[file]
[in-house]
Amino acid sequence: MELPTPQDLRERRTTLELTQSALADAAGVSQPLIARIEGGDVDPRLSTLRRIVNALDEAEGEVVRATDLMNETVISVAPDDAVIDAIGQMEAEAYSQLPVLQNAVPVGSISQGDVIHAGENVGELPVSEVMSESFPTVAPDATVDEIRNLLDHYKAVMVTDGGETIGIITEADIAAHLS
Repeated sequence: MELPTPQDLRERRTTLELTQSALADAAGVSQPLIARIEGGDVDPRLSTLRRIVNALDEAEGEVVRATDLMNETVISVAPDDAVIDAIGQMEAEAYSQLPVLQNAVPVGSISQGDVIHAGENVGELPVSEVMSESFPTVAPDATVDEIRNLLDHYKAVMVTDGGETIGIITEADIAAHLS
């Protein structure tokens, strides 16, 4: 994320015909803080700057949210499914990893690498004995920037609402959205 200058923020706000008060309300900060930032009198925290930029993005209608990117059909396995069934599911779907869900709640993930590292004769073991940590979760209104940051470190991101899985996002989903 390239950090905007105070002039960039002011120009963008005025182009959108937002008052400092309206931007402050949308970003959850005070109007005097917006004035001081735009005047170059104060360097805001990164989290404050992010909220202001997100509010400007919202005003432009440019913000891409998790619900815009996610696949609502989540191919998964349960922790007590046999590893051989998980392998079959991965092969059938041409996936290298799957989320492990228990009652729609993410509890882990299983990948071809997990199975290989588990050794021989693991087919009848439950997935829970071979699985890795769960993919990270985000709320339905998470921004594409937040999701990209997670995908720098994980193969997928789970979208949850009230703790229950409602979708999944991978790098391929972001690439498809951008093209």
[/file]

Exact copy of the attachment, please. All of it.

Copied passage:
[in-house]
Amino acid sequence: MELPTPQDLRERRTTLELTQSALADAAGVSQPLIARIEGGDVDPRLSTLRRIVNALDEAEGEVVRATDLMNETVISVAPDDAVIDAIGQMEAEAYSQLPVLQNAVPVGSISQGDVIHAGENVGELPVSEVMSESFPTVAPDATVDEIRNLLDHYKAVMVTDGGETIGIITEADIAAHLS
Repeated sequence: MELPTPQDLRERRTTLELTQSALADAAGVSQPLIARIEGGDVDPRLSTLRRIVNALDEAEGEVVRATDLMNETVISVAPDDAVIDAIGQMEAEAYSQLPVLQNAVPVGSISQGDVIHAGENVGELPVSEVMSESFPTVAPDATVDEIRNLLDHYKAVMVTDGGETIGIITEADIAAHLS
């Protein structure tokens, strides 16, 4: 994320015909803080700057949210499914990893690498004995920037609402959205 200058923020706000008060309300900060930032009198925290930029993005209608990117059909396995069934599911779907869900709640993930590292004769073991940590979760209104940051470190991101899985996002989903 390239950090905007105070002039960039002011120009963008005025182009959108937002008052400092309206931007402050949308970003959850005070109007005097917006004035001081735009005047170059104060360097805001990164989290404050992010909220202001997100509010400007919202005003432009440019913000891409998790619900815009996610696949609502989540191919998964349960922790007590046999590893051989998980392998079959991965092969059938041409996936290298799957989320492990228990009652729609993410509890882990299983990948071809997990199975290989588990050794021989693991087919009848439950997935829970071979699985890795769960993919990270985000709320339905998470921004594409937040999701990209997670995908720098994980193969997928789970979208949850009230703790229950409602979708999944991978790098391929972001690439498809951008093209």